Easily Overlooked Income Sources on the New York Statement of Net Worth

Accurate financial information is critical to an equitable divorce settlement. New York family law attorneys know that clients are sometimes “creative” in their financial reporting, hoping to reduce New York State spousal support and child support. Attorneys also know that this fraud is not only unlikely to succeed but it could also open the client to criminal penalties. To protect the client, attorneys might want to ask specifically about these kinds of easily overlooked sources of income.

Bonuses/Tips – Bonuses and tips can fluctuate wildly, leaving clients unsure what to report. In particular a client doesn’t want to over-predict future income and get stuck with unreasonably high support obligations. Assure your clients that judges understand these kinds of incomes are variable and support calculations will likely take this into account. Use New York child support software to prepare multiple scenarios for different levels of variable income in order to find a fair support amount.

Perks – Many clients don’t realize that benefits such as company cars, club memberships and other job perks are considered income. These employment extras directly affect the client’s spending — e.g. a person with a company car won’t be spending money on gas and maintenance for a family car — so should be reported on the net worth statement.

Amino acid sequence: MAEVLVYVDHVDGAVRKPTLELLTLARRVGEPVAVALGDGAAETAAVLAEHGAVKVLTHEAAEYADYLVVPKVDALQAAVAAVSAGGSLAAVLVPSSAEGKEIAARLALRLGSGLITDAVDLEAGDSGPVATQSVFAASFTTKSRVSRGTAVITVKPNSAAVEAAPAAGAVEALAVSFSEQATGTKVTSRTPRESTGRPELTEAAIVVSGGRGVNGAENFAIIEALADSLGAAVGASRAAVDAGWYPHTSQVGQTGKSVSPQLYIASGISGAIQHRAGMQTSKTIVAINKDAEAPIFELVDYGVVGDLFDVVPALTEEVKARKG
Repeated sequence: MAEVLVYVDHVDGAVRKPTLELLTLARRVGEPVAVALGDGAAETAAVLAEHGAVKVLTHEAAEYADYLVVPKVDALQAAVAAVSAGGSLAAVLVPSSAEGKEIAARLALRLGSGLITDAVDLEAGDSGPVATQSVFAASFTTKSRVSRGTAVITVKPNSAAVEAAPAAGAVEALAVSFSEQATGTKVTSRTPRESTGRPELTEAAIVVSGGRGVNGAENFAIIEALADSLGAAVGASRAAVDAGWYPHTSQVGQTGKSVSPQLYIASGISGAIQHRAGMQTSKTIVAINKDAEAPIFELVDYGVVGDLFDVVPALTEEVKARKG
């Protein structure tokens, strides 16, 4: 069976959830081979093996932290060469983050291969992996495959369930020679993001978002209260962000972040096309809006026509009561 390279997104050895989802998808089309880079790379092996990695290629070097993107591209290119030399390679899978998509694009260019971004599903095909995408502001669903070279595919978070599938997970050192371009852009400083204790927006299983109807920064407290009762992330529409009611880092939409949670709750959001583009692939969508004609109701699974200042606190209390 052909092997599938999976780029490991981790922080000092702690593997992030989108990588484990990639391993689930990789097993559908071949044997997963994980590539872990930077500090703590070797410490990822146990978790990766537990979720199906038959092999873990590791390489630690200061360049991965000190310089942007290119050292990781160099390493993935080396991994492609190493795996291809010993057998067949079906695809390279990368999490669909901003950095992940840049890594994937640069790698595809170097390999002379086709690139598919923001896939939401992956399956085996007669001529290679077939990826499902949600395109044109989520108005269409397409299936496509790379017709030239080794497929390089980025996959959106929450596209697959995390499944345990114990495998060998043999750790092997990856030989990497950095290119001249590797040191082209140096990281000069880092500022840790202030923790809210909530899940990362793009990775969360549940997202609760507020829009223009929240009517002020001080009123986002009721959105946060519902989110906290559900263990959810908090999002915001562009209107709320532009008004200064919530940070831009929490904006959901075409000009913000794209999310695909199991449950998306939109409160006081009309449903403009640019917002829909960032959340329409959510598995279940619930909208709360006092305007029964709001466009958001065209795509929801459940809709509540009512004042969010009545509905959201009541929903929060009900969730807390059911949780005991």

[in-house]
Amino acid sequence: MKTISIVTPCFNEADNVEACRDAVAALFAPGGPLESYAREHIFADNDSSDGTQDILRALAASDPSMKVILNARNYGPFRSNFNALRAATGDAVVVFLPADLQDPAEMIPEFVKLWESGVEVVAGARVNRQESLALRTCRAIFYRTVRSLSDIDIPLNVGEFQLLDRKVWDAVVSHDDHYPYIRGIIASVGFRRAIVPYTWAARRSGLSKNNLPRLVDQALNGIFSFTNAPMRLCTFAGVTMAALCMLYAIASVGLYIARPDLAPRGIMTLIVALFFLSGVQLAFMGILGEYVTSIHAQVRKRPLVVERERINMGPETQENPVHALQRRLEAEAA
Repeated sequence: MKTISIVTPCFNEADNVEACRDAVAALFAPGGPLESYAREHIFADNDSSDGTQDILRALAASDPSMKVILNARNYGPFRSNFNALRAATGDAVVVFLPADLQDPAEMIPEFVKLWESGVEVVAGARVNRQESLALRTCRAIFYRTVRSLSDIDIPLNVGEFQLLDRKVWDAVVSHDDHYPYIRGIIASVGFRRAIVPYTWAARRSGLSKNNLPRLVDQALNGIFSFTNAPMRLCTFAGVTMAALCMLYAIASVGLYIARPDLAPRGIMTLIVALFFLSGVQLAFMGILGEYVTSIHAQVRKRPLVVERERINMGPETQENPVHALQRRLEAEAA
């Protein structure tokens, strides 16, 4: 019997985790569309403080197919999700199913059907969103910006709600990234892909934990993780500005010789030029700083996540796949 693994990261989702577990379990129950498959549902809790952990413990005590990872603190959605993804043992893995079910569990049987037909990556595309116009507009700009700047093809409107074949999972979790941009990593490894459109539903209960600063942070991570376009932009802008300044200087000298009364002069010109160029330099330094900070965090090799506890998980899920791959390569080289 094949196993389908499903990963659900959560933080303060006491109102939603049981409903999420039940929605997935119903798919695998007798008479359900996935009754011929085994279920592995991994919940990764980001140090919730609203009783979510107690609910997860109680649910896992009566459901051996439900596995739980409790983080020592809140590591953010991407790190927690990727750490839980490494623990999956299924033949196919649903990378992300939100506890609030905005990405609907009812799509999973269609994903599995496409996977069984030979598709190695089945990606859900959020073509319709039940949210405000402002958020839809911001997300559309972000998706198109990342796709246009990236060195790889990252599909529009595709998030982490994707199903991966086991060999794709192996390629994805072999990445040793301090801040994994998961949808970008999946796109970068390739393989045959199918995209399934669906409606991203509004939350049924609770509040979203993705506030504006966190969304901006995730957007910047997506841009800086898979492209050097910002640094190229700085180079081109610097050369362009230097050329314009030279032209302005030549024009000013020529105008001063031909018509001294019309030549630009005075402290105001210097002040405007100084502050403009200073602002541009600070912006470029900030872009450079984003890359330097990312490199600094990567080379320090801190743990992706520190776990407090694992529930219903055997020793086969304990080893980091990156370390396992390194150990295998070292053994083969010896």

Unreported Income – A person who gets a $100 cash payment for a job he does for a friend might not report it on a tax return and, let’s be honest, the IRS isn’t likely to catch the omission. However clients need to remember that the spouse is going to be reporting family income as well. If your client doesn’t report the income and the spouse does, it undermines the client’s credibility. The judge is going to wonder how many other omissions are on the form. Remind your clients that full disclosure is always better.

Gambling & Gifts – Many people don’t realize gambling winnings, even small ones, and gifts should be reported as income. They are easy to overlook and forget about when trying to remember what last year’s income was. Again remind clients that the spouse is going to be reporting income as well, and even accidental omissions will undermine the client’s credibility.

Nontaxable Income – Income that might not need to be listed on an income tax form still should be reported on a Statement of Net Worth. New York divorce law takes into account all sorts of income when determining fair child and spousal support.

Easy Soft’s law practice management software saves you time so you can give clients more personal service. Take time to go over financial information with a client and ask questions that might bring to light unreported income.